Cookie policy notice

By continuing to use this site you agree to our cookies policy below:
Since 26 May 2011, the law now states that cookies on websites can ony be used with your specific consent. Cookies allow us to ensure that you enjoy the best browsing experience.

This site is intended for health professionals only

At the heart of general practice since 1960

STI rates rose by 0.5% last year, HPA figures show

By Lilian Anekwe

The number of gonorrhoea and syphilis infections in the UK has fallen, but cases of genital warts and herpes infections are up., the latest figures from the Health Protection Agency show.

Overall, the number of sexually-transmitted infections rose by 0.5% last year, from a total of 397,909 new cases recorded in 2007 to 399,738 new cases recorded in 2008.

The rise was largely attributable to genital herpes and genital wart infections.

The total number of genital herpes diagnoses increased by 10% from 26,270 new cases recorded in 2007 to 28,957 in 2008, while genital warts diagnoses also increased by 3% from 89,515 new cases recorded in 2007 to 92,525 recorded in 2008.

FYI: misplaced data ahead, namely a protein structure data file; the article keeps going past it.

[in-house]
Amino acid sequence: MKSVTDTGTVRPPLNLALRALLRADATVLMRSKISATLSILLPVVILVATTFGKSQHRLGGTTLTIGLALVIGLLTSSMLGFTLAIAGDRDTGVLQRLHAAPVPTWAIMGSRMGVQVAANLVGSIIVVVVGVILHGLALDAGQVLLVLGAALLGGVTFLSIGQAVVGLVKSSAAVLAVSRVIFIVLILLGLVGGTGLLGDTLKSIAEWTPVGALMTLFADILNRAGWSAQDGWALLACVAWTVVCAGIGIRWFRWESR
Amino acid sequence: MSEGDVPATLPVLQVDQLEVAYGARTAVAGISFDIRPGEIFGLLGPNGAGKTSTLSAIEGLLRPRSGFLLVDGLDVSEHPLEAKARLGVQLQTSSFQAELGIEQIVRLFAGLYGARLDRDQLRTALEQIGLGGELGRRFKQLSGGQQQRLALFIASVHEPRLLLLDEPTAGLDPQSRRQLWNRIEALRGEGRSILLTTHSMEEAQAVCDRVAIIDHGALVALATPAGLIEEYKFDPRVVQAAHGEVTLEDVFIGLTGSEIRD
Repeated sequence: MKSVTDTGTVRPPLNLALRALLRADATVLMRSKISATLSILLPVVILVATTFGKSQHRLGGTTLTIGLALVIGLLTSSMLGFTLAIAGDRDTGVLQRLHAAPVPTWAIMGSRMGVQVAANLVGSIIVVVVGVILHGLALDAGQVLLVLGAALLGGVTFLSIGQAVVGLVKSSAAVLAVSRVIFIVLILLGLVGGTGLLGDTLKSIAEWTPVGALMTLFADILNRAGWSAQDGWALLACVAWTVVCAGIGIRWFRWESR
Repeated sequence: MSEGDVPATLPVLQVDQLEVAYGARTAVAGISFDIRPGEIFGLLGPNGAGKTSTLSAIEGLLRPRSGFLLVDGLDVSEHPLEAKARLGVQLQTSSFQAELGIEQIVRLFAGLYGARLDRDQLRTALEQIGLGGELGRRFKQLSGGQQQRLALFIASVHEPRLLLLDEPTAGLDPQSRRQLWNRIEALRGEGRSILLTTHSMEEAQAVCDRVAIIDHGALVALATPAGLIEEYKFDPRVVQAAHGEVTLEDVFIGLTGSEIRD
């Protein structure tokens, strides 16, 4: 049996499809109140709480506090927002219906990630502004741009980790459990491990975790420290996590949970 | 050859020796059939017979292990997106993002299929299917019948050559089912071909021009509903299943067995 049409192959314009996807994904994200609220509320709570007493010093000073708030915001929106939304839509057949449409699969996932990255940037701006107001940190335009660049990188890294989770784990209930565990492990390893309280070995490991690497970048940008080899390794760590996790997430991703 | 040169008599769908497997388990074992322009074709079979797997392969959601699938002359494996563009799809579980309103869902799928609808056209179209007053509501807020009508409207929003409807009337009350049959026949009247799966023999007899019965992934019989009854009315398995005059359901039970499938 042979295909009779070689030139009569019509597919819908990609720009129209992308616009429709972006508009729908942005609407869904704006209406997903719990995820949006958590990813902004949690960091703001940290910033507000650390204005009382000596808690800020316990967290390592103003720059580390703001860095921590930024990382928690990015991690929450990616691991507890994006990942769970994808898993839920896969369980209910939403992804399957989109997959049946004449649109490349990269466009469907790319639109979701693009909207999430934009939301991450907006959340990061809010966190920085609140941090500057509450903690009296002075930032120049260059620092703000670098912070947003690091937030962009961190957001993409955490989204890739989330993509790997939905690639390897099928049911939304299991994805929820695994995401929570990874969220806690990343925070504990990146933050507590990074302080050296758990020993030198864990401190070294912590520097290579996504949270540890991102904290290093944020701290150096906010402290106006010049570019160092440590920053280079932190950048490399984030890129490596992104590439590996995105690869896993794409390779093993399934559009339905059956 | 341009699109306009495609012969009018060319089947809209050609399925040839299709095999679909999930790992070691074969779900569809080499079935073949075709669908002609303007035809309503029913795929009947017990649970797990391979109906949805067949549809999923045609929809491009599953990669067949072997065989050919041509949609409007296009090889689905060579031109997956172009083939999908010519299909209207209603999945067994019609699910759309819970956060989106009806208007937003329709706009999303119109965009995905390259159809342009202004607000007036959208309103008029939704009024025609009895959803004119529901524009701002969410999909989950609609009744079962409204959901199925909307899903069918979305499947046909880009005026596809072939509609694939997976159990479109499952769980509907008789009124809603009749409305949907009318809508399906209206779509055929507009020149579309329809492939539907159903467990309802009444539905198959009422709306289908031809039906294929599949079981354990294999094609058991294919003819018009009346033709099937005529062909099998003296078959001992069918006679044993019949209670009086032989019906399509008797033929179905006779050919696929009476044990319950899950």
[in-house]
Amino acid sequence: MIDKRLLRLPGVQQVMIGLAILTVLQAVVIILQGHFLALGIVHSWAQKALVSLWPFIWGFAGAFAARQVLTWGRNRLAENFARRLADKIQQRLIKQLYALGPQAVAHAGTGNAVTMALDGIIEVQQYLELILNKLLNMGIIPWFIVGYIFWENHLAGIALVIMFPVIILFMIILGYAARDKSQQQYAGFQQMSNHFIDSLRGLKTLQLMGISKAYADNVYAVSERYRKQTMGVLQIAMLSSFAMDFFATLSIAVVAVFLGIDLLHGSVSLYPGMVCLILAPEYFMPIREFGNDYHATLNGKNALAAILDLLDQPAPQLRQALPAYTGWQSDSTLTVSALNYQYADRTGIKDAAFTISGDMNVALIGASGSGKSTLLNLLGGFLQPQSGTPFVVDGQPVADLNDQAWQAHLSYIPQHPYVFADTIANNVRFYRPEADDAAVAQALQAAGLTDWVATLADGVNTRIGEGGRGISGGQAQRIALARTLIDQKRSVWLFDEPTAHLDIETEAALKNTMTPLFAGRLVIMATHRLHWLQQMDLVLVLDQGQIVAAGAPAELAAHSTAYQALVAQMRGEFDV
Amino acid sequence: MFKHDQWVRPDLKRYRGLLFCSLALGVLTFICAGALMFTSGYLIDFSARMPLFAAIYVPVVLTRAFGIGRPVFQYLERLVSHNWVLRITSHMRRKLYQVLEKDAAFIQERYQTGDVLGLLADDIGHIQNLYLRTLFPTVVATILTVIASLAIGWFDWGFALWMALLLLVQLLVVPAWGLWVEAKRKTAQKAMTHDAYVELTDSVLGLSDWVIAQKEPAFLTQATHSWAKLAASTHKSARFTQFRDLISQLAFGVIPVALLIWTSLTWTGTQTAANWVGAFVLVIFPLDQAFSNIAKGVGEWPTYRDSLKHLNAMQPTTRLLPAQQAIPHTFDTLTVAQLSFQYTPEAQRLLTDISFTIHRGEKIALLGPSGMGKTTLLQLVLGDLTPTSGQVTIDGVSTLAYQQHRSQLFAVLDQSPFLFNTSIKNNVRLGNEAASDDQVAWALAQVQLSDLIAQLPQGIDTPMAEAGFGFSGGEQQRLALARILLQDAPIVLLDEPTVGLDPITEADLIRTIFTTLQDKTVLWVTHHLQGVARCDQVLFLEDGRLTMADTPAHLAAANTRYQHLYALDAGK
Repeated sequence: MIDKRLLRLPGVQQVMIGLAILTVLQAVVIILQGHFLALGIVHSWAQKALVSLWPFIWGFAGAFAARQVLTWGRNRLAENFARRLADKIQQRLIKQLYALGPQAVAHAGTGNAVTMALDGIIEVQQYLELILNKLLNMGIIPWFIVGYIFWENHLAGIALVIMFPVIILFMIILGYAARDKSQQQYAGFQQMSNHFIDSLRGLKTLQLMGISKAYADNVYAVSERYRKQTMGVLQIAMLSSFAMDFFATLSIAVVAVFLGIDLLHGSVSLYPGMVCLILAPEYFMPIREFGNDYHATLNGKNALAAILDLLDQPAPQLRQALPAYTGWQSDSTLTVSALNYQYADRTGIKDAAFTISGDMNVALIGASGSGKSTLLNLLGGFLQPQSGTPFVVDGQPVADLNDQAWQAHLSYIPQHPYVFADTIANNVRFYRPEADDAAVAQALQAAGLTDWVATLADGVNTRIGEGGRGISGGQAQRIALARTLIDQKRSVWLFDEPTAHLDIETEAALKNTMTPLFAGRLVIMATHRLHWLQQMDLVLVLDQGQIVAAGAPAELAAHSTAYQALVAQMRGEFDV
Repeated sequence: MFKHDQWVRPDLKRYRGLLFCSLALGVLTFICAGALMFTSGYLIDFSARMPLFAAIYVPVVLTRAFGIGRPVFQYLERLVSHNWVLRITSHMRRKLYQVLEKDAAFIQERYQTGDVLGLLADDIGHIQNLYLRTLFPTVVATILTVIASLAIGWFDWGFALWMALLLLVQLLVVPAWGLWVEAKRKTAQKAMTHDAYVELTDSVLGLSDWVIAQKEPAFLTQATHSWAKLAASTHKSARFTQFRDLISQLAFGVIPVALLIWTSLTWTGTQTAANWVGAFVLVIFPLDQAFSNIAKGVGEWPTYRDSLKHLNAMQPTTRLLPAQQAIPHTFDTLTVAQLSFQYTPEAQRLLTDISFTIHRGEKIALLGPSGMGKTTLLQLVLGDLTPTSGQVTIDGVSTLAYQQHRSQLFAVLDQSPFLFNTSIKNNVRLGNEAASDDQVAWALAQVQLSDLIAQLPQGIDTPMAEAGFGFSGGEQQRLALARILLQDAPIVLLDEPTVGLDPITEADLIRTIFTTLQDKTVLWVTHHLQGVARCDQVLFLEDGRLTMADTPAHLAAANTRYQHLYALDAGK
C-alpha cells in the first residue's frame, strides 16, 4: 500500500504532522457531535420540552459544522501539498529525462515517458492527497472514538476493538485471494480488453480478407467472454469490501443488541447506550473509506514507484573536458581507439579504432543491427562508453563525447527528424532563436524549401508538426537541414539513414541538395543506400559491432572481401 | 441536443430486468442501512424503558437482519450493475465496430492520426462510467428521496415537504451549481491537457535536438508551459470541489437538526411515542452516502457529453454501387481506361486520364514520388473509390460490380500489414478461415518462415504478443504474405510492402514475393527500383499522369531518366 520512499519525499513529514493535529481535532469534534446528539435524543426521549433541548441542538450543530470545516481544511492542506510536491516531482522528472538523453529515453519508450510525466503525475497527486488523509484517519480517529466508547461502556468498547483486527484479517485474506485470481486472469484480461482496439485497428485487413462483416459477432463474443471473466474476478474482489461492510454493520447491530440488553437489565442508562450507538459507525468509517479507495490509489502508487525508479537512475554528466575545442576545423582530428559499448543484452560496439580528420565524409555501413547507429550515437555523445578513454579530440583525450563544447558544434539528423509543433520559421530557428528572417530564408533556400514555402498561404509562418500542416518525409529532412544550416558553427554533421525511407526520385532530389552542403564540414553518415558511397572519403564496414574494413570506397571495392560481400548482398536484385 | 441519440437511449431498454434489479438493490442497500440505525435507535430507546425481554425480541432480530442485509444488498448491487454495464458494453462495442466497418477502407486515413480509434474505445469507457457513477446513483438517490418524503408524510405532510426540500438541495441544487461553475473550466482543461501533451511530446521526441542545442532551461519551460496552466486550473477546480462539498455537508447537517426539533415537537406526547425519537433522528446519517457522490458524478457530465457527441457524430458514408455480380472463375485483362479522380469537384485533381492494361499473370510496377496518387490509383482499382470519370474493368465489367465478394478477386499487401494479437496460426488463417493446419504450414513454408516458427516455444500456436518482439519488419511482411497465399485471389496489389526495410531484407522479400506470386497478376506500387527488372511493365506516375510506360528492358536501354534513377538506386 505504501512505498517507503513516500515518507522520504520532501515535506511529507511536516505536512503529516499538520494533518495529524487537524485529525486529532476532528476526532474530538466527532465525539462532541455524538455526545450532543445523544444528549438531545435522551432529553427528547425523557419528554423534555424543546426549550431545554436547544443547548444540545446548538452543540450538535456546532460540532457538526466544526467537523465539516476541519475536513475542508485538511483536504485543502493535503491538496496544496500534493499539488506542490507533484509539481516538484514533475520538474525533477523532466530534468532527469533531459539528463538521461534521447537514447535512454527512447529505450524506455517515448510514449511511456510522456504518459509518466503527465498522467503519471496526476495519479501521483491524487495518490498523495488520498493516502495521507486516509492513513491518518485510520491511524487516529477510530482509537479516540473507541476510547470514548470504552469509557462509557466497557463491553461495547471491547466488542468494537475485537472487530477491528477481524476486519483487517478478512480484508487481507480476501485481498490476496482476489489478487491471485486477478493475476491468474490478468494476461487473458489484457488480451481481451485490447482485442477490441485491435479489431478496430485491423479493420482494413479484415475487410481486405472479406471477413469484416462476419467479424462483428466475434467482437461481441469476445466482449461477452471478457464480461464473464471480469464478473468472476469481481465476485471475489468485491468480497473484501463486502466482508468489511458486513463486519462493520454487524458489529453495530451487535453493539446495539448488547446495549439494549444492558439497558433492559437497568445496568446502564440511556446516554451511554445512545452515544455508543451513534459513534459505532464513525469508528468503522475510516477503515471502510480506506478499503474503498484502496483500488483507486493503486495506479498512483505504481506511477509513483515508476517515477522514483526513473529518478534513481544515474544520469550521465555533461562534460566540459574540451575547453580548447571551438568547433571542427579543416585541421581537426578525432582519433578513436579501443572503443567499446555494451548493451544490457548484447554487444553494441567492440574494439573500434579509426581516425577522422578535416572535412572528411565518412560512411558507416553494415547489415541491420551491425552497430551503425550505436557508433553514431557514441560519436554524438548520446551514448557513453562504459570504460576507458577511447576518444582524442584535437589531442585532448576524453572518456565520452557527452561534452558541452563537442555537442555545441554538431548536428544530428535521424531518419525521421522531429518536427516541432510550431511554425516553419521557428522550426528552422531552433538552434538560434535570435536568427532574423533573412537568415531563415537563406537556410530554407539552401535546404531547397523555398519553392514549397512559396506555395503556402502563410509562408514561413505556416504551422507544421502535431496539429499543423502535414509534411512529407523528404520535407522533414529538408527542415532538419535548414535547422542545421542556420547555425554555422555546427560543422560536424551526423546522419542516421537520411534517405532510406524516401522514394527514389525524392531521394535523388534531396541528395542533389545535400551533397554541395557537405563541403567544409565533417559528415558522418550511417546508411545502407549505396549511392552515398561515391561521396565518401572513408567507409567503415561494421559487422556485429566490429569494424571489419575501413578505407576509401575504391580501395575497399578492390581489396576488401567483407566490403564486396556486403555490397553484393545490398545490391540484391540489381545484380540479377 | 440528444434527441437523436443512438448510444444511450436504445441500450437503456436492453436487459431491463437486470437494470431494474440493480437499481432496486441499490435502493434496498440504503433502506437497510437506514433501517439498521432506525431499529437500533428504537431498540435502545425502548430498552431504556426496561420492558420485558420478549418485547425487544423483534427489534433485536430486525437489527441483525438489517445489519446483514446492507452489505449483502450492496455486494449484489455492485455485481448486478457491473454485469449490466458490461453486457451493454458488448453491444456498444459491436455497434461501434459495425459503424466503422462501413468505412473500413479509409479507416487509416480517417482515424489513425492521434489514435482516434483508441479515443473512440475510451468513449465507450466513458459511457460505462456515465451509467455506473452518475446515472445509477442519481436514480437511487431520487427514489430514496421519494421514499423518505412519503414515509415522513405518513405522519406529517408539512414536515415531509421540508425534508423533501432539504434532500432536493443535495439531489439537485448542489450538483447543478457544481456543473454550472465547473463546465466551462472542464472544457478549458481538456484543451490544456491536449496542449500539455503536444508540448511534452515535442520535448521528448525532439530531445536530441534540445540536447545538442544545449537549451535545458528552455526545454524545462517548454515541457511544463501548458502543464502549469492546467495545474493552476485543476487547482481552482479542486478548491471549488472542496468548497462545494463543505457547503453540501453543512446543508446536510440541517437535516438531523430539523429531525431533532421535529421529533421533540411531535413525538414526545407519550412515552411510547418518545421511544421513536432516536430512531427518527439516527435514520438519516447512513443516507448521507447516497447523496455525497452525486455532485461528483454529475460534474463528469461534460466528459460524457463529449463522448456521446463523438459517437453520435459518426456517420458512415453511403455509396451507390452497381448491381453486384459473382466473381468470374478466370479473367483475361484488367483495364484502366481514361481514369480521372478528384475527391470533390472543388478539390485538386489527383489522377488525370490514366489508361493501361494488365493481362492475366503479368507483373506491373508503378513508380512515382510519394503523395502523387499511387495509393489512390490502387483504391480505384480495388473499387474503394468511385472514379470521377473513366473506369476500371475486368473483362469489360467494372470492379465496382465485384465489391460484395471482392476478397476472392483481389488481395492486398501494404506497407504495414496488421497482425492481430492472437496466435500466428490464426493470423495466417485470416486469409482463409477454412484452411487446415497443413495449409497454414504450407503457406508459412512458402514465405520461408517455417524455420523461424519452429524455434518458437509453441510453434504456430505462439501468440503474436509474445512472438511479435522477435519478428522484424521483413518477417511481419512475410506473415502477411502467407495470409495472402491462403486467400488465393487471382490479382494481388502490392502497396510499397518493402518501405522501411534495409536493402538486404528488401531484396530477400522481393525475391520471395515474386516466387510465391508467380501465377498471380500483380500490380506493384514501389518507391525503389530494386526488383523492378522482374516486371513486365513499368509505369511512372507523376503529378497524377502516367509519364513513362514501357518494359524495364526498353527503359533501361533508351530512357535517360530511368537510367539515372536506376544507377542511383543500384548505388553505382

The HPA figures also show an 11% decrease in the total number of new gonorrhoea infections diagnosed in the UK last year, from 18,649 infections in 2007 to 16,629 in 2008 – the lowest number of new infections recorded since 1999.

Syphilis also showed a 4% decrease from 2,633 new cases recorded in 2007 to 2,524 new cases in 2008, a level which the HPA say is still ‘considerably higher' than 10 years ago.

Some of the highest rates of infection were seen in the 16-24 age group, who represent 65% of all chlamydia infections, 55% of genital warts and 47% of gonorrhoea diagnoses.

Dr Gwenda Hughes, head of the Health Protection Agency's sexually transmitted infections department said: ‘The decrease we have observed in cases of gonorrhoea and syphilis is an encouraging sign.

‘However this does not mean we should be complacent. We know that there is still a substantial pool of people who are infected with STIs who remain undiagnosed.'

Rate this article 

Click to rate

  • 1 star out of 5
  • 2 stars out of 5
  • 3 stars out of 5
  • 4 stars out of 5
  • 5 stars out of 5

0 out of 5 stars

Have your say